Why a lack of advanced modeling techniques? Anyone who uses probabilistic modeling justification for this?

From what I have seen, real estate modeling (at least on an asset level) seems to be relatively rudimentary in comparison to almost all other financial sectors, could anyone possibly speak to why very few firms utilize advanced modeling techniques and probabilistic modeling in real estate? Or if your firm does use these techniques, what programs are you using and in what context are you using this?

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Comments (35)

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Dec 19, 2018 - 1:55pm

Because there are so many variables in a real estate deal that are subject to change, that running probability analysis above and beyond pretty simple sensitivity matrices becomes a dumb mental jerk-off exercise that is not grounded in reality.

Take a traditional development deal. Things that are almost guaranteed to change from start to finish--construction duration, actual start date, final hard costs, the size and rent on the initial pre-lease, the pace and lumpiness of the cash flows from the balance of the lease-up, the interest carry on floating debt, the property tax bill at stabilization, the actual value of concessions, how much density you actually get approved...there are a billion items that change. Better to come up with a concept you think stands a reasonably likely chance of being built and run that on general market assumptions, than do a circle jerk.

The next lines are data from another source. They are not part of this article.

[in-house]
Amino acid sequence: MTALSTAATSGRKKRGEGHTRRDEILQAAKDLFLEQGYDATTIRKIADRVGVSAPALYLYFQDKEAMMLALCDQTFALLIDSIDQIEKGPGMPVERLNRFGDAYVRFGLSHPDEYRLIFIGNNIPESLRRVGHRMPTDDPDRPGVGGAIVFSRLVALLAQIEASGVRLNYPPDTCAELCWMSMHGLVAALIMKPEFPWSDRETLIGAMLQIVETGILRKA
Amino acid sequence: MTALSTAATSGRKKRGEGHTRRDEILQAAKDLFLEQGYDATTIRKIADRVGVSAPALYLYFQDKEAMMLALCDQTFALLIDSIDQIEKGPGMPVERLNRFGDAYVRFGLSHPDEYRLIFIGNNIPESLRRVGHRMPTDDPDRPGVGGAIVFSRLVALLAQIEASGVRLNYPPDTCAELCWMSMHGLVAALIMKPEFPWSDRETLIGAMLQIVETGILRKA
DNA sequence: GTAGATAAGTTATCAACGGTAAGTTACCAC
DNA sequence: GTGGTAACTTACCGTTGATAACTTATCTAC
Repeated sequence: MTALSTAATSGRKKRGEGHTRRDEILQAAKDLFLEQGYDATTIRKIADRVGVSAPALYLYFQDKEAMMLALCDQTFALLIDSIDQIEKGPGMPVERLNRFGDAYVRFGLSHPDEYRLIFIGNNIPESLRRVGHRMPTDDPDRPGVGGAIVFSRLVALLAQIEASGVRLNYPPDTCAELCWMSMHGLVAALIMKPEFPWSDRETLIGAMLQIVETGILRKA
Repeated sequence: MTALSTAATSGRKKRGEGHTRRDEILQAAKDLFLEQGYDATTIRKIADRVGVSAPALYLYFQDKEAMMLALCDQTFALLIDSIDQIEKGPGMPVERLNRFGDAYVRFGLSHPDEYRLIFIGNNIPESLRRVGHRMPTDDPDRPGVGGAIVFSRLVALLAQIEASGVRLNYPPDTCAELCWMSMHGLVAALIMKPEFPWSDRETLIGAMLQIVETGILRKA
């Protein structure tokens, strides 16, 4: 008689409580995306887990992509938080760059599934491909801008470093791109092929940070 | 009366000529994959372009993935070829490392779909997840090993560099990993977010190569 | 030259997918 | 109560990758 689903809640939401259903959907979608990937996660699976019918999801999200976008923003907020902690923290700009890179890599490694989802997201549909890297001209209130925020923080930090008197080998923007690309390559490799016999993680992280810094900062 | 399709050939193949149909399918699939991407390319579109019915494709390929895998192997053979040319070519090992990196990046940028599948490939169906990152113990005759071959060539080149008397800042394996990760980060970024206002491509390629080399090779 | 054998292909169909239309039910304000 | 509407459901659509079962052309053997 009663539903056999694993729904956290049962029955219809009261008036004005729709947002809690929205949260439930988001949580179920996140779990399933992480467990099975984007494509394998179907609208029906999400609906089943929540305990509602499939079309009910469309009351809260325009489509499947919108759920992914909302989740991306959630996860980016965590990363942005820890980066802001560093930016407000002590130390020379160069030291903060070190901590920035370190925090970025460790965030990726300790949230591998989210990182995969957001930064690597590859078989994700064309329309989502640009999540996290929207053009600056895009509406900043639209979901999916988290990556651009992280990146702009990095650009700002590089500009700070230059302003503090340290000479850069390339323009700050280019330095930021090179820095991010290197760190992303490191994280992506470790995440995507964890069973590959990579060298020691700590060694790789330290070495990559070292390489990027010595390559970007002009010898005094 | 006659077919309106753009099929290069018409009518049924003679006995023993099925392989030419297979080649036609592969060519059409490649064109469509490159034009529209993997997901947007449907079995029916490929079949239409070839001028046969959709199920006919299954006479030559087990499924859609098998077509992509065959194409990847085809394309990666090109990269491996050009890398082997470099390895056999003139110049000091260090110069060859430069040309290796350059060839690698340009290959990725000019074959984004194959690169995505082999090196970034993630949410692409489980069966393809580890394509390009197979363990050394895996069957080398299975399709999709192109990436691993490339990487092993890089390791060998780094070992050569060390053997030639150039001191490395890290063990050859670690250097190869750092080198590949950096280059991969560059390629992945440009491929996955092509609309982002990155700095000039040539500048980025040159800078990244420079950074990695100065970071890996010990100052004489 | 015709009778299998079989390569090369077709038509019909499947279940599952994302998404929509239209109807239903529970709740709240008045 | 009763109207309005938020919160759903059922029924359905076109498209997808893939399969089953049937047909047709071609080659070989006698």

Some shops do it though, I think it is an incredible waste of time and analysis by paralysis.

Dec 19, 2018 - 1:58pm

Complete waste of time, totally agree. You really only need to have one case in real estate investing in my mind, the downside case. If you are comfortable with this case and still think the deal is good, then you don't need to spend time doing a ton of what-ifs on every other slight change in variable.

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Dec 19, 2018 - 2:01pm